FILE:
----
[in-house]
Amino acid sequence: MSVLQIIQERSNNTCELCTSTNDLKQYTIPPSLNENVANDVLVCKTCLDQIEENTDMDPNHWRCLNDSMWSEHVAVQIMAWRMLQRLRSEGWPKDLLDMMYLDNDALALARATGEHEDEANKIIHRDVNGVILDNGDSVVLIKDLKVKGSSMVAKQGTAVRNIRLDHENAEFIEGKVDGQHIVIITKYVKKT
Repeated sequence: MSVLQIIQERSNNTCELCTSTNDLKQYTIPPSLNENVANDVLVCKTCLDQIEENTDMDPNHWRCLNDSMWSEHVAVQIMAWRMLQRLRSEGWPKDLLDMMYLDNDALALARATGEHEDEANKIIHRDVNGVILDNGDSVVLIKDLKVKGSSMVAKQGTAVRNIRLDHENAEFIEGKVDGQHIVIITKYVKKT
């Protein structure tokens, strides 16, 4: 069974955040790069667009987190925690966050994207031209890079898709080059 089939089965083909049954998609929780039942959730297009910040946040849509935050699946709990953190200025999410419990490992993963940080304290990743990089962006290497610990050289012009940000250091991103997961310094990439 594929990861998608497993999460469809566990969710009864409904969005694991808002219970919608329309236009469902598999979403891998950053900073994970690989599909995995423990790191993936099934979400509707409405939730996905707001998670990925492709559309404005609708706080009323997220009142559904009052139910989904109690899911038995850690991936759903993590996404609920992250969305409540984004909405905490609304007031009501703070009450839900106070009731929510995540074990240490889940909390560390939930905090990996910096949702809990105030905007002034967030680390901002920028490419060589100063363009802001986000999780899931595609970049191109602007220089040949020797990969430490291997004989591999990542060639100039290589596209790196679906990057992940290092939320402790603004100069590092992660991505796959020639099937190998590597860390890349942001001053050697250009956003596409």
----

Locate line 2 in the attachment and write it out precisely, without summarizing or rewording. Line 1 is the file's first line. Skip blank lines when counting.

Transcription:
Amino acid sequence: MSVLQIIQERSNNTCELCTSTNDLKQYTIPPSLNENVANDVLVCKTCLDQIEENTDMDPNHWRCLNDSMWSEHVAVQIMAWRMLQRLRSEGWPKDLLDMMYLDNDALALARATGEHEDEANKIIHRDVNGVILDNGDSVVLIKDLKVKGSSMVAKQGTAVRNIRLDHENAEFIEGKVDGQHIVIITKYVKKT